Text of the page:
Based on his extensive psychiatric practice, medical neurological research, and literary studies, Dr. McGilchrist has concluded that the brain’s right and left hemispheres have waged battle for the past 2,500 years.
But the battle is not – as it is often thought – about reason versus emotion, or language versus images, since both hemispheres are crucially involved with both. It is about the left hemisphere’s tendency to break things into bits and, which has importantly gained cultural supremacy over the right hemisphere’s ability to appreciate the whole. The impact has been significant: “What makes us happy is not wealth, but the reciprocal relations between ourselves and on another, ourselves and the world,” he notes. “This is something the right hemisphere alone understands, since it is the ground of empathy and interconnectedness, where the left hemisphere is concerned with manipulation and sees the world atomistically.”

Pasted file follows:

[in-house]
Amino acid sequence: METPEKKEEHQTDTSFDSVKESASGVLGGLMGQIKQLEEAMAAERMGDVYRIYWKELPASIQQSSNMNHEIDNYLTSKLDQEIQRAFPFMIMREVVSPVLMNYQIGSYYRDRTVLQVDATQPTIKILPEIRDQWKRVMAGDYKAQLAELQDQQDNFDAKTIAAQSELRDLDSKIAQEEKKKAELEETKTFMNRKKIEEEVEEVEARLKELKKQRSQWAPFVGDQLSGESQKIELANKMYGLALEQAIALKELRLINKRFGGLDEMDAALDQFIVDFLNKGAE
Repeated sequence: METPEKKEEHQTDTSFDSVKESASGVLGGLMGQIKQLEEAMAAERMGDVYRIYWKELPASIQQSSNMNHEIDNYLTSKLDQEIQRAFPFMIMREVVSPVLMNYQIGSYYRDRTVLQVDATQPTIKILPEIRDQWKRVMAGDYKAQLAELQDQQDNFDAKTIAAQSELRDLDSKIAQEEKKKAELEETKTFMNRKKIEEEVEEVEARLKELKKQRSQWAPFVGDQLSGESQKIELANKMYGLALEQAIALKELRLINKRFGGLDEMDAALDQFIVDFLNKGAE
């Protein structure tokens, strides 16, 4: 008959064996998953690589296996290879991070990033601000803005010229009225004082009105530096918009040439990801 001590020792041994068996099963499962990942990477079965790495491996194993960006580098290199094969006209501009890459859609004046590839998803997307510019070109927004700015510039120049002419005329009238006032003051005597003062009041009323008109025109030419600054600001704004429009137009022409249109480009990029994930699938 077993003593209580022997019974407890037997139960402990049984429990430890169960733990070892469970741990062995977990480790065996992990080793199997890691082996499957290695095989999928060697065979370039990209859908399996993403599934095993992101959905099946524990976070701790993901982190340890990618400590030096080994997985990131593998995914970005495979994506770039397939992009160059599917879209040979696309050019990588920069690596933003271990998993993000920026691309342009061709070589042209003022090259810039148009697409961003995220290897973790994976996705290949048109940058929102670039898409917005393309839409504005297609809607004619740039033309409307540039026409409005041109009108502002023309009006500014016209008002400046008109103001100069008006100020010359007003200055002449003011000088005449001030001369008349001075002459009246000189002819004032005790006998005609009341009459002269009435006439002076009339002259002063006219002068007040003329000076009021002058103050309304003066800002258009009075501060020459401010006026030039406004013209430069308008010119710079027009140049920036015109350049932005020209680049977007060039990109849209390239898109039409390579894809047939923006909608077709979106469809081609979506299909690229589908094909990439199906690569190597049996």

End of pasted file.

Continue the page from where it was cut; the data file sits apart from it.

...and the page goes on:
Dr. McGilchrist’s lates book, published by Yale University Press, is called The Master and his Emissary: The Divided Brain and the Making of the Western World. In this talk, he offers his views on how an overreliance on ways of looking at the world characteristic of the left hemisphere may partially be responsible for the increase in mental illness globally, including depression, which the World Health Organization forecasts will become the second most widespread illness in the world.
Dr. Ian McGilchrist, renowned British psychiatrist and author.